Tretiak, who had given up two goals on two shots, found his game and quickly shut the door on the Canadians.
The Soviets would go up 3-2 in the second period quickly, then moved up to 4-2 soon after. Within the Forum, due to a game being played in summer technically, the temperature began to rise and by the end of the second period, it was 46 degrees in some areas of the Forum.
The Soviets played a game of short, quick passes and shooting only when there was a true scoring chance, rather than simply firing at the net.
In the third period, Bobby Clarke scored to bring Canada within one goal and Yvon Cournoyer hit the post on a shot that would have tied the game.
From this point on, the Soviets took over as the exhausted Canadians attempted to keep up with the Soviets who scored three more goals in the third period to win 7-3.
When the game ended, Team Canada refused to shake the hands of the Soviets.
The Montreal Star wrote quote:
“A funny thing happened at the Forum on Saturday night. Team Canada lost, and the score wasn’t close.”
Back in Russia though, the victory was celebrated as the Soviets drew first blood in the Summit Series.
Sinden would say quote:
“I was stunned by their performance. They beat us in almost every department. They outplayed us in goaltending, shooting, passing, in bodychecking, forechecking, backchecking and sportsmanship.”
Claude Ruel, a former coach for the Montreal Canadiens said quote:
“They are always moving, never standing around, they head-man the puck as well as anyone has ever done — and they always seem to be in the right place.”
Ken Dryden would say quote:
“We didn’t play our game at all. After they tied it up, we started playing a panic type of game. Sometimes there were five men going for the puck at once.”
Bobby Clarke said quote:
“One game is worth at least 20 practices. When you are tired after 30 seconds in a scrimmage you coast for a half minute to regain your breath and then go again. In the games you can’t, not against these guys. You’re beat in 30 seconds. That is it.”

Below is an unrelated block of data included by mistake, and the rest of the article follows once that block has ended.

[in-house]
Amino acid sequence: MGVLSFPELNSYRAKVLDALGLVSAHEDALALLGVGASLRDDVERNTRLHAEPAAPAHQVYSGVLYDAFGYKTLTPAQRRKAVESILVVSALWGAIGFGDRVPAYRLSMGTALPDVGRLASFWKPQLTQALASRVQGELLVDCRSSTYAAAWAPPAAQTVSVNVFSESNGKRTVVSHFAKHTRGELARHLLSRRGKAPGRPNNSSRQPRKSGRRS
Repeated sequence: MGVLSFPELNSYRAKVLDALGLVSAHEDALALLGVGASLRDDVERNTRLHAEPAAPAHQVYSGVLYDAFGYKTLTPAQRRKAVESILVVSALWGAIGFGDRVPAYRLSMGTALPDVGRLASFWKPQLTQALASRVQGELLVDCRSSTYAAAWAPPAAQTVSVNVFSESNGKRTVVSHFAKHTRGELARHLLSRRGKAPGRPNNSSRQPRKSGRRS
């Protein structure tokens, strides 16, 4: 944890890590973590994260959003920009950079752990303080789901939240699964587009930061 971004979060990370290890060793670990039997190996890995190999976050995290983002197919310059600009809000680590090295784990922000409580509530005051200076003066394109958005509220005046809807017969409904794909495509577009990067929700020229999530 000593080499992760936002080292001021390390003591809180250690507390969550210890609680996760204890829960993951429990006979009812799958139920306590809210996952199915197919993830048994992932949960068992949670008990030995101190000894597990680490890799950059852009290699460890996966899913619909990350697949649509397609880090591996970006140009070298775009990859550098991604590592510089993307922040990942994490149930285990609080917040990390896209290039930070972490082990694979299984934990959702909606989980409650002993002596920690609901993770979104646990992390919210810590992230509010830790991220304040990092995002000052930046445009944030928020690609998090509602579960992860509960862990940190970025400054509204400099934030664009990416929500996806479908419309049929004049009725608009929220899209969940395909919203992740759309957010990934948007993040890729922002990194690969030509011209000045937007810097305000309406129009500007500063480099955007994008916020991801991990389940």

Montreal mayor Jean Drapeau said quote:
“Hockey is like politics. It is a game of teamwork. And when a team doesn’t play with team spirit and togetherness, that’s the result. It is not because our players were not good. It is because maybe their physical condition was not as good as that of the Soviet players.”
Harold Ballard would lose $650 after he bet that Canada would win by three goals.
Issues began to appear with the organization of the games and logistics around this time. One issue was that most veteran sportswriters from across North America were forced to pay for their own seats, rather than be provided seats. As well, the Toronto hotel assigned to the Russians did not have rooms reserved for them when they arrived. The press was also barred from entering the dressing rooms at any time.
The Windsor Star wrote quote:
“Why did our hockey’s finest behave like spoiled brats in the concluding toils of Saturday’s ignominious defeat? This writer is appalled and dismayed at the over-organized confusion and directionless leadership on the part of the people in charge of Team Canada and Hockey Canada.”
NHL president Clarence Campbell would say of the entire series that there would never again be a team organized as a group of All-Stars on the international level again. He stated quote:
“There is no way we’re ever going to have an all-star team that plays together all the time as the Russians do now. I just can’t visualize this type of all-star team being put together again.”
Two days later, the second game of the Summit Series was played at Maple Leaf Gardens. Before the game, former prime minister Lester B. Pearson presented the Lester B. Pearson trophy to Jean Ratelle.
Howie Meeker would say of what Team Canada needed to do, stating quote:
“Team Canada has got to play the National Hockey League way. If they go out and they try to win 1-0, then they’ll win 4-1.”